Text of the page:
- I can be critical of our president and government with absolutely no repercussions from my government.
- We give billions in foreign aid.
- We still accept tons of asylum and immigration applications
- In fact many of our cities are "sanctuary cities" for immigrants
- We celebrate the history of Americans who have fought for fundamental freedoms and civil rights
- We are the most diverse nation on the planet, and many of us are intensely proud of it.
- We have free elections.
- Don't @ me about election problems; they're still nothing like the fraudulent elections in Russia/China/etc.
- We actually believe the US is a work in progress, not "perfect as it is" (see: "a more perfect union").
Sure there's a lot of work to do. And I'm sympathetic to the fact that China and Russia face different challenges than we do. But I absolutely refuse to accept the assertion that the US is anywhere near the same point on the authoritarian spectrum as they are. Such comparisons are facile, ignorant, and reinforce a nihilistic vision of Western, classically liberal values that is at the root of the rise of nationalism and authoritarianism -- which is itself responsible for the destruction of many millions of lives across the world. These things are not the same, any more than Democrats and Republicans are the same. One is clearly better than the other, and it is literally a matter of life and death that we figure that out.
Microsoft failure with Windows Phone was partly because even after incentivizing developers, they still could not get a critical mass of apps on their platform. Plus any new apps were not getting WP versions along with Android/iOS.
Huawei is huge, but not outside China, for consumers. Couple that with everyone being wary of their spyware and whatnot. Samsung tried this at some point with Tizen, but quickly gave up, as well.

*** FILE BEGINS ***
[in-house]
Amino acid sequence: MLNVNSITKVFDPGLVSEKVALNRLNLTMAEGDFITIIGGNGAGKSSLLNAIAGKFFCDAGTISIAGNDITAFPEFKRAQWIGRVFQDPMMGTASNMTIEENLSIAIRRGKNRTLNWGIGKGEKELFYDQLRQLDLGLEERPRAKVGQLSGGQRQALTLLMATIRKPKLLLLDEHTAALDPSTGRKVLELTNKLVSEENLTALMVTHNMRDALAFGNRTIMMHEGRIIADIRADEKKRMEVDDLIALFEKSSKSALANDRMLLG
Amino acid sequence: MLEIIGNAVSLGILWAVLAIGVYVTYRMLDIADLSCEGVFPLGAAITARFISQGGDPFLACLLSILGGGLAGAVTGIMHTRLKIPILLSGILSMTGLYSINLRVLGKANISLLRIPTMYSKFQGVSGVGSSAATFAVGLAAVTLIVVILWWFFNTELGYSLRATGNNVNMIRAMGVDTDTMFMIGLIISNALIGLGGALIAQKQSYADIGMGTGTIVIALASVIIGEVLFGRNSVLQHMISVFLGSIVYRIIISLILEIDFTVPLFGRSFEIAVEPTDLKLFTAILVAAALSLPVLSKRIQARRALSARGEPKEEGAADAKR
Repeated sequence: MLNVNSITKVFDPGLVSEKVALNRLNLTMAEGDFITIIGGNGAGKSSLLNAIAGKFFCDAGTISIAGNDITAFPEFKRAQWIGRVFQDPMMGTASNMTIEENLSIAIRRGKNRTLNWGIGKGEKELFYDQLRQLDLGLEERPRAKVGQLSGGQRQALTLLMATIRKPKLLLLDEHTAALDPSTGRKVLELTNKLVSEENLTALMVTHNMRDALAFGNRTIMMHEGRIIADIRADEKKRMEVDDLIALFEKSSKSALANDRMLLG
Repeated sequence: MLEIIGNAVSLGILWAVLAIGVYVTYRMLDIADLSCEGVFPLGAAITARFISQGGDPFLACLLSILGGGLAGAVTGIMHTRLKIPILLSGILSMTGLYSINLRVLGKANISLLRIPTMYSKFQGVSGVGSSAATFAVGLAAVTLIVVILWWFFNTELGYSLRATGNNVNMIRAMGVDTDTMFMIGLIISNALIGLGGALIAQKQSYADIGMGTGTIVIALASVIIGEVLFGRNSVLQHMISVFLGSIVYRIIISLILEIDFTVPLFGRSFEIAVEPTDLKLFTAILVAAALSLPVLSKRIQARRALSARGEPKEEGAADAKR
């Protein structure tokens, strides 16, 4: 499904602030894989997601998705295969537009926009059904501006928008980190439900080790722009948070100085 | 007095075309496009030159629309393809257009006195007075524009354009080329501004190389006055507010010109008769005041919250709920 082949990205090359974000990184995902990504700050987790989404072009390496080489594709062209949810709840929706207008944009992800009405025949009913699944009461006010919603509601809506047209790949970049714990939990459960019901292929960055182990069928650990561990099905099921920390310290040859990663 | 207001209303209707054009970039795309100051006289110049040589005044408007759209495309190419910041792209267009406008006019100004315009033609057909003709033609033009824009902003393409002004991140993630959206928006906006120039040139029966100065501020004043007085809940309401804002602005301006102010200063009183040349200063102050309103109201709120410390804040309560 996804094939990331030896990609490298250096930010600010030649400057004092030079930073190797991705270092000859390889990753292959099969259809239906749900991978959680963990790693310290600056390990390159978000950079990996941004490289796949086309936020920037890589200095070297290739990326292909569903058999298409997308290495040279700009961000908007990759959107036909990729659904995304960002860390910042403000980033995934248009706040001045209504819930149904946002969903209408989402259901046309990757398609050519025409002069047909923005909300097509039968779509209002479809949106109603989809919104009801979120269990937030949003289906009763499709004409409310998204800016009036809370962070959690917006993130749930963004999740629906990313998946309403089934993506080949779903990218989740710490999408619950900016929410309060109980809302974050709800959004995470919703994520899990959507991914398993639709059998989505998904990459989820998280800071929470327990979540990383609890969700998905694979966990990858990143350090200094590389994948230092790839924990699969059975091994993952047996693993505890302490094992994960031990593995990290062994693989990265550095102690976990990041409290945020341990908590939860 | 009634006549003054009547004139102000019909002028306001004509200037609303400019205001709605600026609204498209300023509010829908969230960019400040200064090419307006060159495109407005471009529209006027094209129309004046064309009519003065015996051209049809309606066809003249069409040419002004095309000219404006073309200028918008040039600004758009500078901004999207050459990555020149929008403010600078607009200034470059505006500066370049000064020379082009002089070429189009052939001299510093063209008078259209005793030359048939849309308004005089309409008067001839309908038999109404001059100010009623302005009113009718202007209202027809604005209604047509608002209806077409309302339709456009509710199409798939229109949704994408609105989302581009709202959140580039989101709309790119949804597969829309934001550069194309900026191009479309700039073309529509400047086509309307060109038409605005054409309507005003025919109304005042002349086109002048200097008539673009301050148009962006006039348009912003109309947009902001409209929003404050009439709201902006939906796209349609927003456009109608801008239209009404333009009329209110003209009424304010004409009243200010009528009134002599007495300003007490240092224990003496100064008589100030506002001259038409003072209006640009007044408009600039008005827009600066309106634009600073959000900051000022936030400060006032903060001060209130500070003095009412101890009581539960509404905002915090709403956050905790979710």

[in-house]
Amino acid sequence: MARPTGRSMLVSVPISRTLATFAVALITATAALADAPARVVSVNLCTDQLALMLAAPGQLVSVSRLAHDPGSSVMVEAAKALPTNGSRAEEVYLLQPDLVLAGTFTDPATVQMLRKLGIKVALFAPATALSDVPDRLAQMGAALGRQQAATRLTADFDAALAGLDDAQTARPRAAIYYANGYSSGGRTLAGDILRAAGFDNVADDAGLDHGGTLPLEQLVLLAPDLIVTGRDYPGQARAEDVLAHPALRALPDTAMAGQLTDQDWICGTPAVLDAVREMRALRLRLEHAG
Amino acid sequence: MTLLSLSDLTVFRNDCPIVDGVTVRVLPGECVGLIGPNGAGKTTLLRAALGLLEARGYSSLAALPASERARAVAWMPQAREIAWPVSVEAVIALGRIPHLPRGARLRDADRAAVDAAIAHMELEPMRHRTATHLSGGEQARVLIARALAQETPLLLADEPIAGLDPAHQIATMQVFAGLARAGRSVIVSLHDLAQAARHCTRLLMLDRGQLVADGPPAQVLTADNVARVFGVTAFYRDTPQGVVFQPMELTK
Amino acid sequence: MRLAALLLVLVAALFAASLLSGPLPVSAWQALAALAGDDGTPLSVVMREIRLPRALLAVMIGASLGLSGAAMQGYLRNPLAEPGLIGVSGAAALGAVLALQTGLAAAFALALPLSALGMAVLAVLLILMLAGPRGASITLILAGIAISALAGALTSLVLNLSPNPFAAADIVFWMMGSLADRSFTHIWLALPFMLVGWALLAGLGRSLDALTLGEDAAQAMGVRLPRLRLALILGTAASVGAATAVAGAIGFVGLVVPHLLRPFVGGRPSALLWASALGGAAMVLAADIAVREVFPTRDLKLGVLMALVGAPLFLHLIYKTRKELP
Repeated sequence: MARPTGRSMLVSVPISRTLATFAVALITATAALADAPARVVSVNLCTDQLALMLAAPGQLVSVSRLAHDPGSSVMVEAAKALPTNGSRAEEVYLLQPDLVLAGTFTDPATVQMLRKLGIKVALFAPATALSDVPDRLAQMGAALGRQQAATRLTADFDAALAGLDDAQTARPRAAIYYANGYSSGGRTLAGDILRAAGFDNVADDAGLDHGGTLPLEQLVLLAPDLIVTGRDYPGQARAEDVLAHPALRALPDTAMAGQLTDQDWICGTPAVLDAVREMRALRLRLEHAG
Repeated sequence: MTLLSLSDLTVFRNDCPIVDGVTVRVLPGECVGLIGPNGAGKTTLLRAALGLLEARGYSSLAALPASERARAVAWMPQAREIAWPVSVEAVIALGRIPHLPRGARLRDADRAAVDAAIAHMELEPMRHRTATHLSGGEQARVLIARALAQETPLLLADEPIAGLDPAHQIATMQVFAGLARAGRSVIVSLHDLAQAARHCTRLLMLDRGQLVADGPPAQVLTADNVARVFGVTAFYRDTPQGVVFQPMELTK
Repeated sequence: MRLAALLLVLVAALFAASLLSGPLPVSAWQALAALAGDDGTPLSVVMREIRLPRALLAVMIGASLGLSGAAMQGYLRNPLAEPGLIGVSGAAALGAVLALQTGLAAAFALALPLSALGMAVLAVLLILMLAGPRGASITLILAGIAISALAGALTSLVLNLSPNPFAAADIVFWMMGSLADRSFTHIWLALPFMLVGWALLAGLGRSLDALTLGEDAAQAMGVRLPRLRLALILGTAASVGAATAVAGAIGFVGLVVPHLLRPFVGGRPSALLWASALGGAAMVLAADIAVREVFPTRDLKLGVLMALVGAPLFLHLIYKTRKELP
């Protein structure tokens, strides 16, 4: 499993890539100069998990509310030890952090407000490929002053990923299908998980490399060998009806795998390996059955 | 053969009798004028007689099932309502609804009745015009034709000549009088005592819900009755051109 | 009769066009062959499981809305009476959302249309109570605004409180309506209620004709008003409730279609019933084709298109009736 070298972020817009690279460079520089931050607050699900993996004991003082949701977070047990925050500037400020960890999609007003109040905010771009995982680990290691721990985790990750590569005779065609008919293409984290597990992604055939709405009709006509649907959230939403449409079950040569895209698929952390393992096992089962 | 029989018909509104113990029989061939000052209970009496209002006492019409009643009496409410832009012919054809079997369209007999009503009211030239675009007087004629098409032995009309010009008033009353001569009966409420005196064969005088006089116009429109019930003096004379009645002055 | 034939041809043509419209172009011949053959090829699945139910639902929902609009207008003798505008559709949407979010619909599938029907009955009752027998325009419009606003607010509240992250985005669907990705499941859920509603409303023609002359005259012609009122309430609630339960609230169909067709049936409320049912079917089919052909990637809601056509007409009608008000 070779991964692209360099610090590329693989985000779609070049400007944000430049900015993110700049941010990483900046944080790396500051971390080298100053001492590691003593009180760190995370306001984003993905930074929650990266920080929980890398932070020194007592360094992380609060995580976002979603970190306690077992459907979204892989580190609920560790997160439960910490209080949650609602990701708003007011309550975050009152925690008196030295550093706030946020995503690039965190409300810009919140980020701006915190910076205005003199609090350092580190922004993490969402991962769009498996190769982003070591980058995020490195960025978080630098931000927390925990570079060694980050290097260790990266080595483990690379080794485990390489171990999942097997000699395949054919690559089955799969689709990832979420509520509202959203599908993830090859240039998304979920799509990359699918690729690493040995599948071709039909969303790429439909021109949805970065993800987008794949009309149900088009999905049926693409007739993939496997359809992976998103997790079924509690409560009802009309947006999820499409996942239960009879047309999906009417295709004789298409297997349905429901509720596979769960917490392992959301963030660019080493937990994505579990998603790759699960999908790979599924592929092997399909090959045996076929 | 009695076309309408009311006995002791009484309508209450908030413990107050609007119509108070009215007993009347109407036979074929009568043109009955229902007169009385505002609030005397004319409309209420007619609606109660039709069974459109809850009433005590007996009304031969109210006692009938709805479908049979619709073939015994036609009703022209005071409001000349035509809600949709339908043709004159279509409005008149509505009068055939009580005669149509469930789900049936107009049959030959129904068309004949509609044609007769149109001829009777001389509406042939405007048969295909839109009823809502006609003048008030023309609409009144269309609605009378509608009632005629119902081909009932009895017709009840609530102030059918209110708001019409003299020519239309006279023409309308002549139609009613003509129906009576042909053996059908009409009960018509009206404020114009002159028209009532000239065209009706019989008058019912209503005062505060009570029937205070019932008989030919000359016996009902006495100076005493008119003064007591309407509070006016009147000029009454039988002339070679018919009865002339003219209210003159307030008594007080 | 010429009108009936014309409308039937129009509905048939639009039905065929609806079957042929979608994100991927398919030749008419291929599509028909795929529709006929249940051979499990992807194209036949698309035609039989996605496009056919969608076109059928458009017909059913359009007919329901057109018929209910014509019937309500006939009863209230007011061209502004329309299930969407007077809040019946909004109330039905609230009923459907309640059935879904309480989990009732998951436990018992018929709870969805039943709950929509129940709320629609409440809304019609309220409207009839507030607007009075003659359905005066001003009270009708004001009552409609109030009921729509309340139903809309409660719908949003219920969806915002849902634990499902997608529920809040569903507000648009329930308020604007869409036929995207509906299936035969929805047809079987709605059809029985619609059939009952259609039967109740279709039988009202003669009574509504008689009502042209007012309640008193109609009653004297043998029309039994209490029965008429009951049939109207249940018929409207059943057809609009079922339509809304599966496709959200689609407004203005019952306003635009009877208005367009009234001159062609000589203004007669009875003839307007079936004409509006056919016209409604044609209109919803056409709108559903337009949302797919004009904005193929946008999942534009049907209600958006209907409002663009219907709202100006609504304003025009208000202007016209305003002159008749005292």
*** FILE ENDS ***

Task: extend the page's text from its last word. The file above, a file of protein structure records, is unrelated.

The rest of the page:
My thoughts exactly. For the Chinese market everything might work out just fine, as the article says. But for the west, as soon as one or two killer apps won't get ported, it's game over. I think Google never did for Windows phone, which probably did play an important role (among the many other mistakes made. Microsoft didn't exactly make it easy to jump into app development, probably due to arrogance.)
If harmony doesn't get YouTube, Facebook, Spotify or Snapchat, it doesn't matter how great the OS is under the hood.
If Harmony OS is a decent and open OS, I suspect they will all jump onto it.
The only concern may be Google apps, but then, it’s possible that Google may also create Harmony OS supported apps so they can access the Chinese market.
While Windows phone definitely was a very different platform from both IOS and Android, it was still amazing how shoddy some major players' apps ran on it. Stability, performance and features were often lacking. The tools, documentation and lack of sample code was definitely to blame, but even then you still need to learn a new platform.
Indie developers often support only one platform because any more than that is practically infeasible with a small team (n<3) to do if you have a modicum of respect for your clients.
they mean restricting an unofficial say YouTube app
Why get a Huawei when there's Sony, Samsung, LG, and more with the same hardware (still amazed at the A50 - previous gen top end specs at a third of the price) and the familiar and useful software. IIRC Huawei isn't even that friendly to custom ROMs nowadays, even Sony has a free unlock program.